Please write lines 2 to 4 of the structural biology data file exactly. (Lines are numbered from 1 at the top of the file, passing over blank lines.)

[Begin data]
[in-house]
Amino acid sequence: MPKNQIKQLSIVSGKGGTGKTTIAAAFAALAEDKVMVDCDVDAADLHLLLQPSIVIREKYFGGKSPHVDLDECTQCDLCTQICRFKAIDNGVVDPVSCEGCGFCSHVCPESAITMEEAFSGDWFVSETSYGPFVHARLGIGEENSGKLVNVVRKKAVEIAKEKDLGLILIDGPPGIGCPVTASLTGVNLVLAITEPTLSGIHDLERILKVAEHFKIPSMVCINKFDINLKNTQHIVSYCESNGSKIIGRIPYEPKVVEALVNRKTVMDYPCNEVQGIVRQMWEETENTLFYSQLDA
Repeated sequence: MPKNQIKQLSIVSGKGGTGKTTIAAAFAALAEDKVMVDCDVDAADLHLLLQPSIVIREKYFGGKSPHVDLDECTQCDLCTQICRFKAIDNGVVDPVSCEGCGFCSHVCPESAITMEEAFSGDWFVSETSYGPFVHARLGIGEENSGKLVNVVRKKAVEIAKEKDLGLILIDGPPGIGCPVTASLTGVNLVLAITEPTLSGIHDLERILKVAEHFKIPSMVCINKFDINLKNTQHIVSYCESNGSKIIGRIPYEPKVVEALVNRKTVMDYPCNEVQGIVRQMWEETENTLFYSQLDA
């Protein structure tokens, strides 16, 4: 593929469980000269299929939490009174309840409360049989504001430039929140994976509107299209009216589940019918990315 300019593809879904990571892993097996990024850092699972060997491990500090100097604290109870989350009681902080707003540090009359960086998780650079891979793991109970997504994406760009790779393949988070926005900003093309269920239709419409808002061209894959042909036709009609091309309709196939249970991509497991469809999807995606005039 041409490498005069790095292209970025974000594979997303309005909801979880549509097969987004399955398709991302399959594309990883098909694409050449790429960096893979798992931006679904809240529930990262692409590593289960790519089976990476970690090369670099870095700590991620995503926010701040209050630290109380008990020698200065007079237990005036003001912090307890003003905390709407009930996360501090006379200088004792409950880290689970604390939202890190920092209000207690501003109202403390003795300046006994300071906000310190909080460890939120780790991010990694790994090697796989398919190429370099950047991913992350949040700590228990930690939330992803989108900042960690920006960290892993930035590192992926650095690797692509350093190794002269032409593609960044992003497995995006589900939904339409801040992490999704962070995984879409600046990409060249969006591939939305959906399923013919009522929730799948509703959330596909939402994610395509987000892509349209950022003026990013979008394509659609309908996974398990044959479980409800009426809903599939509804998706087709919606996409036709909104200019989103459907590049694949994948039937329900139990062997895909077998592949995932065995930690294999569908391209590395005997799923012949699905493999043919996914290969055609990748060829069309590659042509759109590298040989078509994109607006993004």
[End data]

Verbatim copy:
Amino acid sequence: MPKNQIKQLSIVSGKGGTGKTTIAAAFAALAEDKVMVDCDVDAADLHLLLQPSIVIREKYFGGKSPHVDLDECTQCDLCTQICRFKAIDNGVVDPVSCEGCGFCSHVCPESAITMEEAFSGDWFVSETSYGPFVHARLGIGEENSGKLVNVVRKKAVEIAKEKDLGLILIDGPPGIGCPVTASLTGVNLVLAITEPTLSGIHDLERILKVAEHFKIPSMVCINKFDINLKNTQHIVSYCESNGSKIIGRIPYEPKVVEALVNRKTVMDYPCNEVQGIVRQMWEETENTLFYSQLDA
Repeated sequence: MPKNQIKQLSIVSGKGGTGKTTIAAAFAALAEDKVMVDCDVDAADLHLLLQPSIVIREKYFGGKSPHVDLDECTQCDLCTQICRFKAIDNGVVDPVSCEGCGFCSHVCPESAITMEEAFSGDWFVSETSYGPFVHARLGIGEENSGKLVNVVRKKAVEIAKEKDLGLILIDGPPGIGCPVTASLTGVNLVLAITEPTLSGIHDLERILKVAEHFKIPSMVCINKFDINLKNTQHIVSYCESNGSKIIGRIPYEPKVVEALVNRKTVMDYPCNEVQGIVRQMWEETENTLFYSQLDA
């Protein structure tokens, strides 16, 4: 593929469980000269299929939490009174309840409360049989504001430039929140994976509107299209009216589940019918990315 300019593809879904990571892993097996990024850092699972060997491990500090100097604290109870989350009681902080707003540090009359960086998780650079891979793991109970997504994406760009790779393949988070926005900003093309269920239709419409808002061209894959042909036709009609091309309709196939249970991509497991469809999807995606005039 041409490498005069790095292209970025974000594979997303309005909801979880549509097969987004399955398709991302399959594309990883098909694409050449790429960096893979798992931006679904809240529930990262692409590593289960790519089976990476970690090369670099870095700590991620995503926010701040209050630290109380008990020698200065007079237990005036003001912090307890003003905390709407009930996360501090006379200088004792409950880290689970604390939202890190920092209000207690501003109202403390003795300046006994300071906000310190909080460890939120780790991010990694790994090697796989398919190429370099950047991913992350949040700590228990930690939330992803989108900042960690920006960290892993930035590192992926650095690797692509350093190794002269032409593609960044992003497995995006589900939904339409801040992490999704962070995984879409600046990409060249969006591939939305959906399923013919009522929730799948509703959330596909939402994610395509987000892509349209950022003026990013979008394509659609309908996974398990044959479980409800009426809903599939509804998706087709919606996409036709909104200019989103459907590049694949994948039937329900139990062997895909077998592949995932065995930690294999569908391209590395005997799923012949699905493999043919996914290969055609990748060829069309590659042509759109590298040989078509994109607006993004």